(5 of 5 customers found this review helpful)

           
          4.0

          A gentle introduction to web programming

          By jmxp

          from Durham, NC

          Pros

          • Easy to understand
          • Helpful examples
          • Well-written

          Cons

          • Too basic

          Best Uses

          • Novice
          • Student

          Comments about oreilly Learning PHP, MySQL, JavaScript, CSS & HTML5, 3rd Edition:

          Disclaimer: I received a free copy of this work under the O'Reilly Blogger Review Program.

          Let's be honest: web development is confusing to the uninitiated. Unlike lots of other types of programming, where one learns a single language, web coding requires a stack. You'll need both frontend and backend languages, database setup, markup, and styling. For someone with no background at all, it can be very unclear where to start.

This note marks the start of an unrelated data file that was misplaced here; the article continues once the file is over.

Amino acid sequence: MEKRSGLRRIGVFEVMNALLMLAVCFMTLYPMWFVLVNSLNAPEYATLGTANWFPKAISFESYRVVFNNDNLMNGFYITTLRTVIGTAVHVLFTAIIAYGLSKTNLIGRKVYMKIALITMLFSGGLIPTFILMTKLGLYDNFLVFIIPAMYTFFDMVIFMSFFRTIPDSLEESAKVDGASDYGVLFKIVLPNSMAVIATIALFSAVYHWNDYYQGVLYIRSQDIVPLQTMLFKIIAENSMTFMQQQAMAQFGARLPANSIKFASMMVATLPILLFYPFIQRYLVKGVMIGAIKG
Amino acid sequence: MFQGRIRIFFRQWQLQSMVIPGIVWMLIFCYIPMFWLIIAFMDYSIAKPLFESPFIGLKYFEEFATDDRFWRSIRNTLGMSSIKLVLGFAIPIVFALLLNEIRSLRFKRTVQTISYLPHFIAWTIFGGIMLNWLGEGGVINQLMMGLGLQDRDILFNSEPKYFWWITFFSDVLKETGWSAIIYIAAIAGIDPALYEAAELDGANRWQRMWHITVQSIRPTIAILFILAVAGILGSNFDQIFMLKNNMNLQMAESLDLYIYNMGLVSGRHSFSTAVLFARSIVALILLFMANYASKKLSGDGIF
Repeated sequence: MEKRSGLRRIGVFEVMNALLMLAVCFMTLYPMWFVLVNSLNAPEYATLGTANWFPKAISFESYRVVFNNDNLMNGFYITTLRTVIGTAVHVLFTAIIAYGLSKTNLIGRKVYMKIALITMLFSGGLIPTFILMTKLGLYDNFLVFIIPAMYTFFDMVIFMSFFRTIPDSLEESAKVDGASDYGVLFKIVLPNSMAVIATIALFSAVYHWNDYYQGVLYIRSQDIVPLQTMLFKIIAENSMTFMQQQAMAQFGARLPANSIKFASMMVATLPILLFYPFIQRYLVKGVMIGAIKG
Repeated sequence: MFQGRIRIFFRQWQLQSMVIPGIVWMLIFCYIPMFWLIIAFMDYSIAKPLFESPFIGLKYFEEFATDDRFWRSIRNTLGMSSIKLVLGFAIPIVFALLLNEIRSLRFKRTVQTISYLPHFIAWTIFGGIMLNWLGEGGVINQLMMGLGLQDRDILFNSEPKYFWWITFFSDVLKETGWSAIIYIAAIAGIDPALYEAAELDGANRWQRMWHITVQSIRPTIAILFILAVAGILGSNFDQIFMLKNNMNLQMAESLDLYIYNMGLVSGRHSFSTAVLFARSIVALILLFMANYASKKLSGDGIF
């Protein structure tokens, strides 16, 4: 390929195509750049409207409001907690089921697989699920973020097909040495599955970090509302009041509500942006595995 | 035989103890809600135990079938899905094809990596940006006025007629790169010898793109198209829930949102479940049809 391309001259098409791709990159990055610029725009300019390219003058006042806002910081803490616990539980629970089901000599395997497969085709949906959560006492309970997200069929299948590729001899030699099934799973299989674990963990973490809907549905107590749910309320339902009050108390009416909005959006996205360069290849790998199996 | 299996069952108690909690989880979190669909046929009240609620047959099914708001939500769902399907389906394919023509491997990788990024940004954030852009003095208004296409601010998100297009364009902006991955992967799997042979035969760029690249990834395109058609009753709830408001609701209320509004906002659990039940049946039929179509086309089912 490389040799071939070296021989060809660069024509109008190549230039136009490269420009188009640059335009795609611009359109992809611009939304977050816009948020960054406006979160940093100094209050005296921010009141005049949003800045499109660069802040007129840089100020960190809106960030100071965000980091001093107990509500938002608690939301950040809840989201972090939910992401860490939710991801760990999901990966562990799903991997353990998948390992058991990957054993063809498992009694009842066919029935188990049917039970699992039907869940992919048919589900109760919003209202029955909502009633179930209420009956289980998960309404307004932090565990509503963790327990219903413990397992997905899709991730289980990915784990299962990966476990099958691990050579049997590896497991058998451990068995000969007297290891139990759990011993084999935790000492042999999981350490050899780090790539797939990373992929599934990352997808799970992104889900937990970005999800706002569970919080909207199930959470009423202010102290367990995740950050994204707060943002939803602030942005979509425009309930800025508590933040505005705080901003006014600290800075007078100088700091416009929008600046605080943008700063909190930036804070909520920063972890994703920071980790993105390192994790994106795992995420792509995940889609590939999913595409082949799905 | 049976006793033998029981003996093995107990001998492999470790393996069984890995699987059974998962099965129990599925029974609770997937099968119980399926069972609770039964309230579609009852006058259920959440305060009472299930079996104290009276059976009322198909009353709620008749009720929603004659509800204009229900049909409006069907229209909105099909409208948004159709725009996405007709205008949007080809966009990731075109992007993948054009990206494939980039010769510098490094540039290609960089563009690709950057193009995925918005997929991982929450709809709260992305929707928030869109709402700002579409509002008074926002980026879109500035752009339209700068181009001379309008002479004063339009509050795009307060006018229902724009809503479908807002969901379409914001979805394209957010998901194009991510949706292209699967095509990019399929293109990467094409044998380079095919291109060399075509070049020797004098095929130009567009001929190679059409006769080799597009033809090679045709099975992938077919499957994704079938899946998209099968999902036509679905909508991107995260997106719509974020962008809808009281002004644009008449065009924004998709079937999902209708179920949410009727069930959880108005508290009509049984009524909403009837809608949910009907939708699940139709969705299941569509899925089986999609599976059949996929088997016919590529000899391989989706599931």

Robin Nixon's Learning PHP… is an attempt to bring novices up to speed with a set of web technologies sufficient to build an end-to-end web solution. It's a solid, gentle introduction from the absolute ground up. Nevertheless, I have mixed feelings about recommending it to a newcomer.

          First things first, though: the book does what it promises. Readers get a first-pass introduction to PHP, MySQL, JavaScript, CSS, and HTML5. Almost no background is assumed, and Nixon goes to some lengths to help readers set up a development server on their local machines for purposes of running the numerous code examples. It's solid coverage, and when it's done, you should be able to set up a nice little form-based site running on your local machine. (Deployment is not covered, being its own horrendous beast.)